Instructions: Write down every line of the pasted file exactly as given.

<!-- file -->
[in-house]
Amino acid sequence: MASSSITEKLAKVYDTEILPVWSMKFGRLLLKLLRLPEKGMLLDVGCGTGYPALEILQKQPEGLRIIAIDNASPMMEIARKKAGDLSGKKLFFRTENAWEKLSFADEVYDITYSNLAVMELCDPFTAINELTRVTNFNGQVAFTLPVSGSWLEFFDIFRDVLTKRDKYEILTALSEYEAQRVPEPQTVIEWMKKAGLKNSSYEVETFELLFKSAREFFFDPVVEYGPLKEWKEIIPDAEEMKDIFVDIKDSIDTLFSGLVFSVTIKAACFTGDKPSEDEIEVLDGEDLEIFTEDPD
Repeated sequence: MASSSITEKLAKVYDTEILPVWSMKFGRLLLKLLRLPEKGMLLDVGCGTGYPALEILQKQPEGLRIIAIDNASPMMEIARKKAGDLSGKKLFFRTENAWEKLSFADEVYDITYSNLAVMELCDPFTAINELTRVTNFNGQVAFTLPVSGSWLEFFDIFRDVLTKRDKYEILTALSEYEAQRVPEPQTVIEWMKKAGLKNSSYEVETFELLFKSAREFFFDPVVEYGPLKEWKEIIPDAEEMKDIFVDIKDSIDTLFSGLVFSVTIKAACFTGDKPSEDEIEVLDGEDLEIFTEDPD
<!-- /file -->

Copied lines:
[in-house]
Amino acid sequence: MASSSITEKLAKVYDTEILPVWSMKFGRLLLKLLRLPEKGMLLDVGCGTGYPALEILQKQPEGLRIIAIDNASPMMEIARKKAGDLSGKKLFFRTENAWEKLSFADEVYDITYSNLAVMELCDPFTAINELTRVTNFNGQVAFTLPVSGSWLEFFDIFRDVLTKRDKYEILTALSEYEAQRVPEPQTVIEWMKKAGLKNSSYEVETFELLFKSAREFFFDPVVEYGPLKEWKEIIPDAEEMKDIFVDIKDSIDTLFSGLVFSVTIKAACFTGDKPSEDEIEVLDGEDLEIFTEDPD
Repeated sequence: MASSSITEKLAKVYDTEILPVWSMKFGRLLLKLLRLPEKGMLLDVGCGTGYPALEILQKQPEGLRIIAIDNASPMMEIARKKAGDLSGKKLFFRTENAWEKLSFADEVYDITYSNLAVMELCDPFTAINELTRVTNFNGQVAFTLPVSGSWLEFFDIFRDVLTKRDKYEILTALSEYEAQRVPEPQTVIEWMKKAGLKNSSYEVETFELLFKSAREFFFDPVVEYGPLKEWKEIIPDAEEMKDIFVDIKDSIDTLFSGLVFSVTIKAACFTGDKPSEDEIEVLDGEDLEIFTEDPD